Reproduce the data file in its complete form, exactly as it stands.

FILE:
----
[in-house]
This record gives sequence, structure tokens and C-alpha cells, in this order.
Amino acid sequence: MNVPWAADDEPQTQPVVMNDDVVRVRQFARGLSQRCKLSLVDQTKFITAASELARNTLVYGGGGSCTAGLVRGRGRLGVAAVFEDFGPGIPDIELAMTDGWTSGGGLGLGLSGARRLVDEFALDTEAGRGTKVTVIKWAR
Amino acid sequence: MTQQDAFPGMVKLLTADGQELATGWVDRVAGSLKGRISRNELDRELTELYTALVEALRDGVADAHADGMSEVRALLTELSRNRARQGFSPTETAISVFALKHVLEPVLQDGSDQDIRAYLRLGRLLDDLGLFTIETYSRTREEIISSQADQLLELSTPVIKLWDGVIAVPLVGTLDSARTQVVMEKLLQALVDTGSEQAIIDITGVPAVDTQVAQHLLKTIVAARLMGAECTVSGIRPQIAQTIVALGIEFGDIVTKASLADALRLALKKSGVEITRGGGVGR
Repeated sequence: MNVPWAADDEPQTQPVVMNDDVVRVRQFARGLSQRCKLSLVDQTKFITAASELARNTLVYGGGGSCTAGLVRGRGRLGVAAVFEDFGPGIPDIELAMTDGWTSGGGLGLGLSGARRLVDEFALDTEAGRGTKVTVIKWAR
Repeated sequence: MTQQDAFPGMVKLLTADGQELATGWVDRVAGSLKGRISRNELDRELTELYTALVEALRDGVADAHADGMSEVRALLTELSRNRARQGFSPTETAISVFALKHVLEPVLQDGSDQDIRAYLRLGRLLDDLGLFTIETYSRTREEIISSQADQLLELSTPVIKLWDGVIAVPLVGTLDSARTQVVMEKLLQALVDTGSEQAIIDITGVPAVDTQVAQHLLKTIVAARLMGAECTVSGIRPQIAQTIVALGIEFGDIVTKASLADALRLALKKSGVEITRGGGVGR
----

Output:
[in-house]
This record gives sequence, structure tokens and C-alpha cells, in this order.
Amino acid sequence: MNVPWAADDEPQTQPVVMNDDVVRVRQFARGLSQRCKLSLVDQTKFITAASELARNTLVYGGGGSCTAGLVRGRGRLGVAAVFEDFGPGIPDIELAMTDGWTSGGGLGLGLSGARRLVDEFALDTEAGRGTKVTVIKWAR
Amino acid sequence: MTQQDAFPGMVKLLTADGQELATGWVDRVAGSLKGRISRNELDRELTELYTALVEALRDGVADAHADGMSEVRALLTELSRNRARQGFSPTETAISVFALKHVLEPVLQDGSDQDIRAYLRLGRLLDDLGLFTIETYSRTREEIISSQADQLLELSTPVIKLWDGVIAVPLVGTLDSARTQVVMEKLLQALVDTGSEQAIIDITGVPAVDTQVAQHLLKTIVAARLMGAECTVSGIRPQIAQTIVALGIEFGDIVTKASLADALRLALKKSGVEITRGGGVGR
Repeated sequence: MNVPWAADDEPQTQPVVMNDDVVRVRQFARGLSQRCKLSLVDQTKFITAASELARNTLVYGGGGSCTAGLVRGRGRLGVAAVFEDFGPGIPDIELAMTDGWTSGGGLGLGLSGARRLVDEFALDTEAGRGTKVTVIKWAR
Repeated sequence: MTQQDAFPGMVKLLTADGQELATGWVDRVAGSLKGRISRNELDRELTELYTALVEALRDGVADAHADGMSEVRALLTELSRNRARQGFSPTETAISVFALKHVLEPVLQDGSDQDIRAYLRLGRLLDDLGLFTIETYSRTREEIISSQADQLLELSTPVIKLWDGVIAVPLVGTLDSARTQVVMEKLLQALVDTGSEQAIIDITGVPAVDTQVAQHLLKTIVAARLMGAECTVSGIRPQIAQTIVALGIEFGDIVTKASLADALRLALKKSGVEITRGGGVGR